Does a Massachusetts Landlord Have to Approve a Section 8 Applicant?

| Jan 8, 2019 | Landlord Tenant Law |

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Does a Massachusetts landlord have to approve a Section 8 applicant? No, so long as the reason for the rejection is not the Section 8 voucher. Landlords are required by state law to participate in the Section 8 program, if a Section 8 voucher holder is the most qualified applicant. That does not mean you have to approve the rental application for anyone just because they have a Section 8 voucher. You can reject their application for the same reasons you would reject other applicants, so long as the reason is genuinely unrelated to their receipt of public assistance.


The Section 8 program guarantees that a renter will pay no more than one-third of their income to rent. The caveat here is rent reasonableness. The program will look at your unit – what it is and where it is – and determine if the rent you are asking for is reasonable. If it is reasonable, a Section 8 applicant automatically passes a rental screen requiring a 3x income to rent ratio. If you require a minimum credit score, no criminal record, no eviction history, or anything else that is unrelated to income or the Section 8 program, you can review the applicant on those grounds and reject if they fail. Make sure you are using an objective applicant scoring system consistent for all applicants for that vacancy.


“We require a minimum score of X.”(Credit is not a protected class. Note that rejecting for credit requires that you issue an adverse action letter.)

“You were just evicted.” (Housing history is not a protected class.)

“You don’t have the cash to pay the security deposit.” (Section 8 alone does not cover security deposits.)

“You smoke.” (Applies if you don’t allow smoking for this unit. Smokers are not a protected class.)

“You have a violent felony conviction in the last three years.” If this is your written policy, you can rejectf or recent and/or violent convictions material to housing.)

“Another applicant passed and provided move-in monies.” (Just make sure you process the Section 8 applicationas fast as possible.)


“Income isn’t 3x rent.” (The program ensures a 3x rent ratio.)

“This unit hasn’t passed inspection.” (All units are inspected, and you can’t turn someone away because you don’t want an inspection.)

“This unit is not deleaded.” (You must delead.)

“I hate XYZ administrator.” (You can’t turn someone away because of any requirement of the program, including working with a bad bureaucracy.)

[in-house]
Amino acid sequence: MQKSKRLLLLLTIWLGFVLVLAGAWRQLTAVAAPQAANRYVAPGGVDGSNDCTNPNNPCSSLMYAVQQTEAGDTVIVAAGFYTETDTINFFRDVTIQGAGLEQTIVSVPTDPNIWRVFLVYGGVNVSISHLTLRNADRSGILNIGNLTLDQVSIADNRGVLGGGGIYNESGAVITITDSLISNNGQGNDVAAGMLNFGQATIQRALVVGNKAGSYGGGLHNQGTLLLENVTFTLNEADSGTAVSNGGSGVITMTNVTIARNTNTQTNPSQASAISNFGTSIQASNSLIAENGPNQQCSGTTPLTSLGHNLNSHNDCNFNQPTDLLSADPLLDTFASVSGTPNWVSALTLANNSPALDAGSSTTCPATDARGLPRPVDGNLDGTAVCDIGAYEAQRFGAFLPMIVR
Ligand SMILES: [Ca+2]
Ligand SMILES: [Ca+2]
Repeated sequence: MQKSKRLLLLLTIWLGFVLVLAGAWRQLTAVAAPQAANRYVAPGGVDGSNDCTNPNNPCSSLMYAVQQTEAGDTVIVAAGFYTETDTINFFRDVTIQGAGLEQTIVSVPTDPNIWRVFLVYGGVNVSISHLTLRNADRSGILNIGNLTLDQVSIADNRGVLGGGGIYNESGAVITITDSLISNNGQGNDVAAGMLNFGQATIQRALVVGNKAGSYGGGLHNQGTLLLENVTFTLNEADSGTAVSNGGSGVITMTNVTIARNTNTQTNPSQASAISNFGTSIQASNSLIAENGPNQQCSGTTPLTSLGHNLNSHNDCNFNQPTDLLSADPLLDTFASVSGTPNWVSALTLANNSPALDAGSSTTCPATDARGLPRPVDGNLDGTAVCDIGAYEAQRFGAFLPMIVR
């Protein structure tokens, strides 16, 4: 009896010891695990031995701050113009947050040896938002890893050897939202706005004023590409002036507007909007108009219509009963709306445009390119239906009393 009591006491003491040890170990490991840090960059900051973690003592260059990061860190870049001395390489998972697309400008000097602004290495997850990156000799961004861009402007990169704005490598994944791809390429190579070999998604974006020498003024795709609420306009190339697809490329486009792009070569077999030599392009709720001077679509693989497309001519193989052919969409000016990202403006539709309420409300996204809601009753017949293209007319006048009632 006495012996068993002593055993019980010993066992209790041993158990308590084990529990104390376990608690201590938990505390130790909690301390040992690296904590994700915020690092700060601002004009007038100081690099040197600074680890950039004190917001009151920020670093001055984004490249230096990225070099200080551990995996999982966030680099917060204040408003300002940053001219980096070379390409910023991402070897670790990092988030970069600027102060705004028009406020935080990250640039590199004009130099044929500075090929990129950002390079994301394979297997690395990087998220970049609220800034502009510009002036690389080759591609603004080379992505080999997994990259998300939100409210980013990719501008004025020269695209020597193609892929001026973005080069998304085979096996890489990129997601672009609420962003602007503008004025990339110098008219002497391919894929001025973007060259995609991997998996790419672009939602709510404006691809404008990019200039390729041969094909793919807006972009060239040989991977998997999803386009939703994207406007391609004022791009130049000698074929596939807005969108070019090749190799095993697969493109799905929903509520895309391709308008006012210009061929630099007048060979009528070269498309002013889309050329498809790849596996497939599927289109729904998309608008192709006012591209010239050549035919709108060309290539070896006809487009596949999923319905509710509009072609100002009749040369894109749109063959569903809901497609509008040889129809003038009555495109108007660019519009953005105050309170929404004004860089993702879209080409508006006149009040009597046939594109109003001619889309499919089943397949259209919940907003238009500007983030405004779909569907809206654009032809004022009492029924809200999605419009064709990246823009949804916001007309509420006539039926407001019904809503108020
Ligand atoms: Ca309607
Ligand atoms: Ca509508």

“I only do month-to-month leases.” (If the Section 8 voucher administrator requires a one- or two-year lease, you can’t turn the applicant away on the basis of that requirement).


You might be happier renting another unit or from another landlord.” (So-called “steering” of applicants is unlawful. Let the applicant decide what will make them happy.)

“We are still accepting applications, we haven’t processed yours yet.” (Deliberately slow-playing Section 8 so that a market applicant gets the apartment is not allowed.)

“I’ll rent to you but for a higher rent than I advertised.” (To negotiate the rent up you must have a valid reason unrelated to Section 8.)

“The apartment is no longer for rent.” (If you say this, it had better be true. You can’t take it off the market the minute a Section 8 renter applies and put it back on the market when a non-Section 8 renter calls.)

“I’ll rent to you but only if you get rid of your dog.” (If you would take a dog from a non-Section 8 renter, you have to take a dog from a Section 8 renter as well.)


You can reject an applicant with Section 8 if – and only if – the reason is genuinely unrelated to the program or any requirement of the program. Do not discriminate against applicants on the basis of Section 8, and do not try to disguise a discriminatory practice as non-discriminatory.

So be careful considering income, as the program ensures a 3x rent ratio. Be careful of steering or slow playing, as well. Finally, remember that just because someone receives a subsidy does not mean that they would be a bad tenant. If any of us were to fall on hard times, we would be glad of the safety net to catch us. Screen carefully and pick the best applicant regardless of how the rent is to be paid. 

Should you find yourself unable to secure an apartment because you possess a Section 8 voucher, contact the Law Offices of Renee Lazar at 978-844-4095 to schedule a FREE one hour no obligation consultation.

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